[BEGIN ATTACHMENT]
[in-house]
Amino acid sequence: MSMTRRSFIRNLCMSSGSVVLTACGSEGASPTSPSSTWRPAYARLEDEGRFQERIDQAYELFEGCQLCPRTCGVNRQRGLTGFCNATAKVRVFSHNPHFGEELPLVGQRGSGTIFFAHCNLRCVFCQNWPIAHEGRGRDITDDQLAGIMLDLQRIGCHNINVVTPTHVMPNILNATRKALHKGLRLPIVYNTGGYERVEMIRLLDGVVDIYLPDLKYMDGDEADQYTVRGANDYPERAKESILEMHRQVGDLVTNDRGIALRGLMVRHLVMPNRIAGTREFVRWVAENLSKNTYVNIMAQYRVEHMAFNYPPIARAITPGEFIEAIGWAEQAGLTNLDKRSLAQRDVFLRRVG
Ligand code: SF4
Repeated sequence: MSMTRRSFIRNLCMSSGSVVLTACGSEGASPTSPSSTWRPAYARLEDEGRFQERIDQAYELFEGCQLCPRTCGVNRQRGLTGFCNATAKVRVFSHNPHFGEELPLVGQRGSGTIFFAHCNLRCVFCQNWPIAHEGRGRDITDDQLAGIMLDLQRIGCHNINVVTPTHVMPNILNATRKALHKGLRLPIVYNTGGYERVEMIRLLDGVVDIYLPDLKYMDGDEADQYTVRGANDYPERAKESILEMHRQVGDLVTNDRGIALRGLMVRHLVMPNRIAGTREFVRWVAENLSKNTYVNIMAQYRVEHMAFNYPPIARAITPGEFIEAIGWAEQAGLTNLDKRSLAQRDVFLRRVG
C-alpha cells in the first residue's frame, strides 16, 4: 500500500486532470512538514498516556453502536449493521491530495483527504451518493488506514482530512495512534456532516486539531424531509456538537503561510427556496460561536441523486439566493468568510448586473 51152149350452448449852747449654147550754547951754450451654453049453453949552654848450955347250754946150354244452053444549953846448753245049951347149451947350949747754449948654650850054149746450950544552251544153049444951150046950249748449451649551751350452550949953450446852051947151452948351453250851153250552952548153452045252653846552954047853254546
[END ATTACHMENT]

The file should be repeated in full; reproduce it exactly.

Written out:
[in-house]
Amino acid sequence: MSMTRRSFIRNLCMSSGSVVLTACGSEGASPTSPSSTWRPAYARLEDEGRFQERIDQAYELFEGCQLCPRTCGVNRQRGLTGFCNATAKVRVFSHNPHFGEELPLVGQRGSGTIFFAHCNLRCVFCQNWPIAHEGRGRDITDDQLAGIMLDLQRIGCHNINVVTPTHVMPNILNATRKALHKGLRLPIVYNTGGYERVEMIRLLDGVVDIYLPDLKYMDGDEADQYTVRGANDYPERAKESILEMHRQVGDLVTNDRGIALRGLMVRHLVMPNRIAGTREFVRWVAENLSKNTYVNIMAQYRVEHMAFNYPPIARAITPGEFIEAIGWAEQAGLTNLDKRSLAQRDVFLRRVG
Ligand code: SF4
Repeated sequence: MSMTRRSFIRNLCMSSGSVVLTACGSEGASPTSPSSTWRPAYARLEDEGRFQERIDQAYELFEGCQLCPRTCGVNRQRGLTGFCNATAKVRVFSHNPHFGEELPLVGQRGSGTIFFAHCNLRCVFCQNWPIAHEGRGRDITDDQLAGIMLDLQRIGCHNINVVTPTHVMPNILNATRKALHKGLRLPIVYNTGGYERVEMIRLLDGVVDIYLPDLKYMDGDEADQYTVRGANDYPERAKESILEMHRQVGDLVTNDRGIALRGLMVRHLVMPNRIAGTREFVRWVAENLSKNTYVNIMAQYRVEHMAFNYPPIARAITPGEFIEAIGWAEQAGLTNLDKRSLAQRDVFLRRVG
C-alpha cells in the first residue's frame, strides 16, 4: 500500500486532470512538514498516556453502536449493521491530495483527504451518493488506514482530512495512534456532516486539531424531509456538537503561510427556496460561536441523486439566493468568510448586473 51152149350452448449852747449654147550754547951754450451654453049453453949552654848450955347250754946150354244452053444549953846448753245049951347149451947350949747754449948654650850054149746450950544552251544153049444951150046950249748449451649551751350452550949953450446852051947151452948351453250851153250552952548153452045252653846552954047853254546